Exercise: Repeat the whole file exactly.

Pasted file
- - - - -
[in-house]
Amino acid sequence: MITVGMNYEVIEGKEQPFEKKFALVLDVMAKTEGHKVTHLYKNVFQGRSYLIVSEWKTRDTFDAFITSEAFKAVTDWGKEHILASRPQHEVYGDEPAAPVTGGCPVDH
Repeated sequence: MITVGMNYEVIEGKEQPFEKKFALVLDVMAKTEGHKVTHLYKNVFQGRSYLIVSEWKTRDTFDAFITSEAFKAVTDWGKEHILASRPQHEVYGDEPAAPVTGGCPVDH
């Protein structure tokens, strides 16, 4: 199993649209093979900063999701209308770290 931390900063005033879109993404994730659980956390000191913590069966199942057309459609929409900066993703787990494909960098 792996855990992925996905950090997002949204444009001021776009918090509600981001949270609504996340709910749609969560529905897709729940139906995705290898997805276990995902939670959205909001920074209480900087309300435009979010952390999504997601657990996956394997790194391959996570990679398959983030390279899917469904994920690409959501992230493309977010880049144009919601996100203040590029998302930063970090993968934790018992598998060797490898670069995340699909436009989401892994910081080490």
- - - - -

[in-house]
Amino acid sequence: MITVGMNYEVIEGKEQPFEKKFALVLDVMAKTEGHKVTHLYKNVFQGRSYLIVSEWKTRDTFDAFITSEAFKAVTDWGKEHILASRPQHEVYGDEPAAPVTGGCPVDH
Repeated sequence: MITVGMNYEVIEGKEQPFEKKFALVLDVMAKTEGHKVTHLYKNVFQGRSYLIVSEWKTRDTFDAFITSEAFKAVTDWGKEHILASRPQHEVYGDEPAAPVTGGCPVDH
């Protein structure tokens, strides 16, 4: 199993649209093979900063999701209308770290 931390900063005033879109993404994730659980956390000191913590069966199942057309459609929409900066993703787990494909960098 792996855990992925996905950090997002949204444009001021776009918090509600981001949270609504996340709910749609969560529905897709729940139906995705290898997805276990995902939670959205909001920074209480900087309300435009979010952390999504997601657990996956394997790194391959996570990679398959983030390279899917469904994920690409959501992230493309977010880049144009919601996100203040590029998302930063970090993968934790018992598998060797490898670069995340699909436009989401892994910081080490």